Researchers Estimate a 300 Percent Increase in Toxic Emissions due to Generator Use in Electricity Crisis

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Researchers Estimate a 300 Percent Increase in Toxic Emissions due to Generator Use in Electricity Crisis

A group of researchers at the American University of Beirut said in a statement on the ongoing electricity crisis that the level of toxic emissions in the country may have increased by 300 percent from pre-crisis levels as a result of the increased reliance on diesel generators.

Here’s what we know:

• A 2012 study in which AUB researchers measured emissions levels in Beirut’s Hamra neighborhood found that during the three hours a day of generator use at the time, carcinogenic emissions increased by about 60 percent over the background levels, accounting for about 38 percent of the daily carcinogenic exposure in the area.

• A group of researchers, led by the director of the AUB Nature Conservation Center Najat Saliba, issued a statement over the weekend estimating that with the increased use of generators — as Électricité du Liban has “shut down its operation almost entirely” — the level of emissions may have increased by as much as 300 percent.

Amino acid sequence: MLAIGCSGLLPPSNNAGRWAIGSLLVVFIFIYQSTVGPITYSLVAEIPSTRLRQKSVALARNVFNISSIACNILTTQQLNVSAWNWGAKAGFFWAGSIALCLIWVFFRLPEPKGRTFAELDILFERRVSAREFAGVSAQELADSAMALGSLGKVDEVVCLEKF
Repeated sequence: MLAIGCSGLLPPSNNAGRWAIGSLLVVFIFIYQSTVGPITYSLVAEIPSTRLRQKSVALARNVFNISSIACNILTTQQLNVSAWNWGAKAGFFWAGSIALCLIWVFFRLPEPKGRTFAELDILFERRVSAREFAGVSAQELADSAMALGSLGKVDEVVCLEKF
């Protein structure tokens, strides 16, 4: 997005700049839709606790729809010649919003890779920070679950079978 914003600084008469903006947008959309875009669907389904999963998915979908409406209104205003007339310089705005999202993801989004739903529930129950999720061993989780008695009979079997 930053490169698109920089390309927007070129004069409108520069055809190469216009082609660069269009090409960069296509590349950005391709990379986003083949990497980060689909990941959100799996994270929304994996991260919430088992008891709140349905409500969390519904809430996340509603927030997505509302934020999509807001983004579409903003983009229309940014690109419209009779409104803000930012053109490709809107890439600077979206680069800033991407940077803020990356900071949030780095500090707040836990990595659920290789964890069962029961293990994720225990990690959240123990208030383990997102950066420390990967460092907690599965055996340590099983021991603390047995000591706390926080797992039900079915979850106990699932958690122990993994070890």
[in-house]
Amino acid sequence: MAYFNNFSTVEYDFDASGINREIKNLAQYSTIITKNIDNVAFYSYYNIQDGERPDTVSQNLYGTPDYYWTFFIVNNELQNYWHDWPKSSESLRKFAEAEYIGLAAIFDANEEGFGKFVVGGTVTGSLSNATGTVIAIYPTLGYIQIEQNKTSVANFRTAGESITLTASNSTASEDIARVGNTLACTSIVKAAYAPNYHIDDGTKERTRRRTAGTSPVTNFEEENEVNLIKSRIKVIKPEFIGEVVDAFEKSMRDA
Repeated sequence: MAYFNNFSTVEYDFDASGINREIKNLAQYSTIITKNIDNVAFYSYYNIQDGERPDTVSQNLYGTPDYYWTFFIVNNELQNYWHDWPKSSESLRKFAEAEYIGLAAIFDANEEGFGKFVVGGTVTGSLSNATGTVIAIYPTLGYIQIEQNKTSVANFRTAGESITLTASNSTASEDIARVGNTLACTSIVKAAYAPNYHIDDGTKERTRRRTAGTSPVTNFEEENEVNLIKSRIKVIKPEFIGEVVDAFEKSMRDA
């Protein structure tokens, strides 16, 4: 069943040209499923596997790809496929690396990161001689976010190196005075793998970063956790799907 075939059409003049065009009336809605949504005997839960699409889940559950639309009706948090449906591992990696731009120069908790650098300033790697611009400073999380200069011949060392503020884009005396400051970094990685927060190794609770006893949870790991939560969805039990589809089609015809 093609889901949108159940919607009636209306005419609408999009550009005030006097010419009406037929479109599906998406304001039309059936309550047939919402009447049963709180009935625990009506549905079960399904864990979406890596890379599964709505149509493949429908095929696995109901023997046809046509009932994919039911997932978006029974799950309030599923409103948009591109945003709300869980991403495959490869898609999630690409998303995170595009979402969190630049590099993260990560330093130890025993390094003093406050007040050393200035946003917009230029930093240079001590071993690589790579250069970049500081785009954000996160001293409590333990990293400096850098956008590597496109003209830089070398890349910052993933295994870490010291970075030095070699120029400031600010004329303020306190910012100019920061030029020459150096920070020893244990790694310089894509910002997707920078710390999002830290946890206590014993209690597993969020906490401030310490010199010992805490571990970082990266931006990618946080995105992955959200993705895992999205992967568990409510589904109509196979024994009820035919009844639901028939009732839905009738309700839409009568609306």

• The researchers based their projection on a scenario in which diesel generators are operating 24 hours a day, amounting to an eightfold increase in their hours of operation in Beirut; however, in many buildings, generators are shut off several hours a day due to the cost of fuel, supply shortages, and wear and tear on machines.

• A 300 percent increase in emissions would translate into an annual increase of about 550 cancer cases, an estimated 3,000 people developing chronic obstructive pulmonary disease and about 500 additional hospital admissions due to cardiovascular diseases, including strokes, amounting to an additional $8 million a year in public health costs, they said.

• “If EDL took over all the electricity coverage... pollutant emissions would be lower than the generator alternative,” they wrote, noting that pollution from power plants would be concentrated in less-populated areas “rather than spread out across densely crowded regions, bringing less exposure and risk to public health.”

Source: L'Orient Today